RAH Livett, Leeds City Council's newly appointed housing director, travelled Europe in 1934 evaluating the newest modernist housing buildings. The Karl Marx Hof in Vienna was modeled after the Quarry Hill apartments in Leeds city centre.
When the housing estate was opened in 1938, it provided 3,000 inhabitants with contemporary kitchens with integrated waste disposal, as well as a common nursery and laundry in what was then the UK's biggest social housing complex. However, within half a century, Livett's utopian idea had fallen into ruin and neglect, and it had been abandoned and mostly dismantled.
Only the last act of the project's existence was captured by photographer Peter Mitchell. He covered the last phase of Quarry Hill in his 1990 book, Memento Mori, after settling in Leeds following college in London. Bernard Crick, George Orwell's biographer, provided a preface to the book, which also featured factual evidence concerning the community's early hopes for the apartments and how they turned out. Despite Quarry Hill's failure, Mitchell's work was "no easy polemic against utopianism or modernism in architecture and planning," according to Crick.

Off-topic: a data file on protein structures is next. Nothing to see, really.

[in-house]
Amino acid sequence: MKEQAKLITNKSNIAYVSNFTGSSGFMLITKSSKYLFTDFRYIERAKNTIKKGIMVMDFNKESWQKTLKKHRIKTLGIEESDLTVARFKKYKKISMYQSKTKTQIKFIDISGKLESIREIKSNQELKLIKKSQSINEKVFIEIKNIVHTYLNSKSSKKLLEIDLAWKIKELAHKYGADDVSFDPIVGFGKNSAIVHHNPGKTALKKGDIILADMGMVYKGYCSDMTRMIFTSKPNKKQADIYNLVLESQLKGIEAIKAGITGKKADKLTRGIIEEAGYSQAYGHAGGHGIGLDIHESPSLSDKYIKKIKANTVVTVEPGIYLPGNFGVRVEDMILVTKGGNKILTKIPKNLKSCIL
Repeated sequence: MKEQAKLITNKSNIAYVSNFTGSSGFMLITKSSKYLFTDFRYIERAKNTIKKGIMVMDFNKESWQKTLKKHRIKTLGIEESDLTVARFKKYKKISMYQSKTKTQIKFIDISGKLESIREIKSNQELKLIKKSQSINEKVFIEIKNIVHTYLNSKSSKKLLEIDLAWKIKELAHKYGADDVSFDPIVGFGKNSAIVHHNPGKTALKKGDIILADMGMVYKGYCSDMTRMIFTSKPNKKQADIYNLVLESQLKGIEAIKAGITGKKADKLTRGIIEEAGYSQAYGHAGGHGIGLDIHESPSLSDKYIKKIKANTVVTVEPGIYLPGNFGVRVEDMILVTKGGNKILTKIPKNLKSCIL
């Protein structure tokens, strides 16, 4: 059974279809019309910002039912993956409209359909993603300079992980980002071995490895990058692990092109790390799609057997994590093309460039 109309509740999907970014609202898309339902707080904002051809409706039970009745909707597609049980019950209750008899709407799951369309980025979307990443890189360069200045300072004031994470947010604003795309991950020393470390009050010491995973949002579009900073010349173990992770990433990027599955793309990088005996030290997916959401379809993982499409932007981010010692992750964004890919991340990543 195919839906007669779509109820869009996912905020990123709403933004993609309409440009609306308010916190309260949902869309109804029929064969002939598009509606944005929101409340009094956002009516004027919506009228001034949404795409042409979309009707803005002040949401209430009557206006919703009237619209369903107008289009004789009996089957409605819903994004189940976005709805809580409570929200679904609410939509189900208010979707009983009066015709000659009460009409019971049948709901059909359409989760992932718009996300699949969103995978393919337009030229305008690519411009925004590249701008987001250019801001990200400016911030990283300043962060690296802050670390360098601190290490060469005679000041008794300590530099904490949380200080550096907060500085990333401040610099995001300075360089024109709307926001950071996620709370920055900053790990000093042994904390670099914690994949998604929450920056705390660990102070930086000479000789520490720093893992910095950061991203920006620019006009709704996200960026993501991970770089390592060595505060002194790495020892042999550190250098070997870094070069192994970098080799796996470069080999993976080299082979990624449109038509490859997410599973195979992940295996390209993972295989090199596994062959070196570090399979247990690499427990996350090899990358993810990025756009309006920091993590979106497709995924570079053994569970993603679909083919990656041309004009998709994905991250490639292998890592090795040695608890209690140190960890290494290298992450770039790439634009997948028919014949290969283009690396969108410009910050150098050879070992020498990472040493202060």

Mitchell, who is widely regarded as a pivotal influence in the development of British color photography, recently went through his library of Quarry Hill shots and published Epilogue, a new book that contains previously unseen images. The white horse grazing on the wasteland next to two decrepit concrete blocks refers cynically at arcadian ruined homes, that iconic picture of the English pastoral, nature recovering human dreams.
The Leeds Playhouse and the BBC Yorkshire building are now located in the Quarry Hill neighborhood, which has been renovated into an arts and entertainment center. "Times change," Mitchell says of his lengthy affiliation with Quarry Hill Flats, "and I knew it was pointless to keep Quarry Hill flats." However, what it stood for could have been worthwhile to maintain."